Wildlife Wednesday – January’s Birdwatch

This post is in essence a reminder to myself to submit the RSPB Big Garden Birdwatch results … before 18th February.


A representative selection of garden birds on the feeders for this year’s count. Yes, there was a bit of a take over by the Great tits.

The Big Garden Birdwatch has been running for nearly 40 years. It was started in 1979 as a fun winter activity for junior RSPB members and was picked up and promoted on Blue Peter (a children’s TV magazine programme). As a consequence, it was a runaway success with an amazing 34,000 forms returned that first year. It wasn’t until much later (2001) that adults were invited to participate and last year more than half a million people took part. I’ve being contributing, on and off, for the last 20 years, starting with the kids, but gradually it has become just me.

This year’s survey was pretty routine. There were no surprise visitors, but a reasonable range of species and a good total number of birds seen within the hour.


The Tit family was the most represented

The biggest percentage representation was from the Tit family. Unfortunately for me, tits are sufficiently restless and fast that their numbers in snapshot views are pretty hard to assess. The task is made more difficult by the fact that most birds hop around in the tangled wisteria over the pergola before dropping down to the feeders. It is a bit like watching ants mill around.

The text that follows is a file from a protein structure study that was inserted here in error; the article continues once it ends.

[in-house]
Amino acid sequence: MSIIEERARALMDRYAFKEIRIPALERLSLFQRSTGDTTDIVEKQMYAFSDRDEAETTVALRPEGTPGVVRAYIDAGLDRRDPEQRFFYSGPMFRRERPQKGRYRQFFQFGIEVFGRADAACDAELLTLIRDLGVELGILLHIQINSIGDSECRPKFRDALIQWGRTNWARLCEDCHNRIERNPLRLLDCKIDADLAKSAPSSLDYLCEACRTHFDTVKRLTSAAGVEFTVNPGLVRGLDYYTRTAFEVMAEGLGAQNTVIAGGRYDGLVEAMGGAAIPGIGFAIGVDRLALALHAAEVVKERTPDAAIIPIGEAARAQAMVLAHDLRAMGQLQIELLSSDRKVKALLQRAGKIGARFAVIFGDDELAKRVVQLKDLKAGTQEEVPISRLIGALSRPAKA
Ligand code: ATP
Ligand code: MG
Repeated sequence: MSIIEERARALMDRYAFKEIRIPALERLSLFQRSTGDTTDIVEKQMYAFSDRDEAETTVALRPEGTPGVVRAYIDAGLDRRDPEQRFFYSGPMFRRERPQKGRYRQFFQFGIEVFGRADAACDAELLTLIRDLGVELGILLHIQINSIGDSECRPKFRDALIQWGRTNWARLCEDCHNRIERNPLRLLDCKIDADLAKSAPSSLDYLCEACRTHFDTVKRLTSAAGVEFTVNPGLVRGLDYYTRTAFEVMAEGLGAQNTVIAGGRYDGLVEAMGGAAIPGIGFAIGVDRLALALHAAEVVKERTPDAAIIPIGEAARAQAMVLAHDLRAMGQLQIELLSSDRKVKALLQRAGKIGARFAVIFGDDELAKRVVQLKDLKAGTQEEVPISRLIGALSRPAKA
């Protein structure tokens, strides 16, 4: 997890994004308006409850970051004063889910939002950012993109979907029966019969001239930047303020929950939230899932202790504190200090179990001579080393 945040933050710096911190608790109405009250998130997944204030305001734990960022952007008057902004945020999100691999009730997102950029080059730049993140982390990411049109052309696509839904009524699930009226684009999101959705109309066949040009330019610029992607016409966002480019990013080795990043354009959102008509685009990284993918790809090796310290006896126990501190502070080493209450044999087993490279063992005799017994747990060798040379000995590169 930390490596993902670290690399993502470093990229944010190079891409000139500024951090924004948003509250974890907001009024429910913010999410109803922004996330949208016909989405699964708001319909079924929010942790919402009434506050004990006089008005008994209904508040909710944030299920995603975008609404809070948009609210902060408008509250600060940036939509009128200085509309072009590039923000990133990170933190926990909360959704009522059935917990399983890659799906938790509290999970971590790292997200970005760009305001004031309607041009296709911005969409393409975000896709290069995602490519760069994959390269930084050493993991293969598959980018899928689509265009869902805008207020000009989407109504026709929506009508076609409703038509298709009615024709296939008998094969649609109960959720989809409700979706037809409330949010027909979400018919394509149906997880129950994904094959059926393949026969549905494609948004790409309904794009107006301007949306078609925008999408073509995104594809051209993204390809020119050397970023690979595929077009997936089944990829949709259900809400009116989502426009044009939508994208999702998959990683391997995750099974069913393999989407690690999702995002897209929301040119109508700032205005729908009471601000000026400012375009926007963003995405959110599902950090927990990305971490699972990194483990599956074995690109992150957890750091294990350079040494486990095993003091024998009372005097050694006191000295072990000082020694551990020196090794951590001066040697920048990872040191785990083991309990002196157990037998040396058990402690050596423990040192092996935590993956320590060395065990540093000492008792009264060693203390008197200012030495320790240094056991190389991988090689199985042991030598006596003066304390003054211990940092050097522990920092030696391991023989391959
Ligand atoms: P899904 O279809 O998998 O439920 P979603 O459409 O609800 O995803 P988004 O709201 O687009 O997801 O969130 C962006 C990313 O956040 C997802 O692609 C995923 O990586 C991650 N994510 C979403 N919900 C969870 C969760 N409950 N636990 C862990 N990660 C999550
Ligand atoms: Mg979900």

It was interesting to observe that tits never eat sunflower hearts at the feeder, seeds are always retrieved for nibbling in private in the wisteria or surrounding bushes.

The Birdwatch rule is that the total number of each particular species recorded must be seen simultaneously, to rule out sneaky returners. The only exceptions I’ve allowed to this rule is if sightings are of clearly different birds e.g. a female blackbird followed later by a male or an individual with particular markings (e.g. one of the chaffinches has a distinctive pecked head) etc.


There are often at least four goldfinch competing for the two outlets, invariably leading to some fighting over the positions.

In contrast to all the movement from the tits, when goldfinches arrive to dine they tend to set up residence on the feeders. They only leave when they are chased off by other birds or when that elusive ‘Move out’ signal goes up.


The greenfinches are not looking terribly colourful yet, but this one is nevertheless a glossy and healthy specimen.

One of the main competitors for space on the seed feeders are the greenfinches. Greenfinches tend to win in dominance battles, but they also seem to be more sporadic visitors to the garden, so it all works out fairly in the end.